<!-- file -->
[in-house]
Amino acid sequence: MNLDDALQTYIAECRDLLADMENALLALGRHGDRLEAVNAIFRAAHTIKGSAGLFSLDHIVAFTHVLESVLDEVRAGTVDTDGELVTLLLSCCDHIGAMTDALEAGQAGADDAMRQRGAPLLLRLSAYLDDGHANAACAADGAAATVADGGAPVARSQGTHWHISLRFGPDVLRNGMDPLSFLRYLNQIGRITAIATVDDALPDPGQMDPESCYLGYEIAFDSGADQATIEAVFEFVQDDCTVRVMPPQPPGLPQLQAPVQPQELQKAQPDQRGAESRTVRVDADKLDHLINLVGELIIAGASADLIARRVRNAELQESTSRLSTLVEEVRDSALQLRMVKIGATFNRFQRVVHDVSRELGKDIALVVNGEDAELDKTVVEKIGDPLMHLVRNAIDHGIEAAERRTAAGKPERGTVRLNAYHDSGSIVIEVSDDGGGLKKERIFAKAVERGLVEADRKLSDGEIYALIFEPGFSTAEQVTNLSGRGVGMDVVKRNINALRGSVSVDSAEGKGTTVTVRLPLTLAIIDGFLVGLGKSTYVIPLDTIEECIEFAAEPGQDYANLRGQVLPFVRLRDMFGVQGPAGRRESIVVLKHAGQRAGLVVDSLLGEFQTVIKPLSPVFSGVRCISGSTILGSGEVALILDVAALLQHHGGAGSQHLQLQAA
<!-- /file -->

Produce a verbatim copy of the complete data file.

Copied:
[in-house]
Amino acid sequence: MNLDDALQTYIAECRDLLADMENALLALGRHGDRLEAVNAIFRAAHTIKGSAGLFSLDHIVAFTHVLESVLDEVRAGTVDTDGELVTLLLSCCDHIGAMTDALEAGQAGADDAMRQRGAPLLLRLSAYLDDGHANAACAADGAAATVADGGAPVARSQGTHWHISLRFGPDVLRNGMDPLSFLRYLNQIGRITAIATVDDALPDPGQMDPESCYLGYEIAFDSGADQATIEAVFEFVQDDCTVRVMPPQPPGLPQLQAPVQPQELQKAQPDQRGAESRTVRVDADKLDHLINLVGELIIAGASADLIARRVRNAELQESTSRLSTLVEEVRDSALQLRMVKIGATFNRFQRVVHDVSRELGKDIALVVNGEDAELDKTVVEKIGDPLMHLVRNAIDHGIEAAERRTAAGKPERGTVRLNAYHDSGSIVIEVSDDGGGLKKERIFAKAVERGLVEADRKLSDGEIYALIFEPGFSTAEQVTNLSGRGVGMDVVKRNINALRGSVSVDSAEGKGTTVTVRLPLTLAIIDGFLVGLGKSTYVIPLDTIEECIEFAAEPGQDYANLRGQVLPFVRLRDMFGVQGPAGRRESIVVLKHAGQRAGLVVDSLLGEFQTVIKPLSPVFSGVRCISGSTILGSGEVALILDVAALLQHHGGAGSQHLQLQAA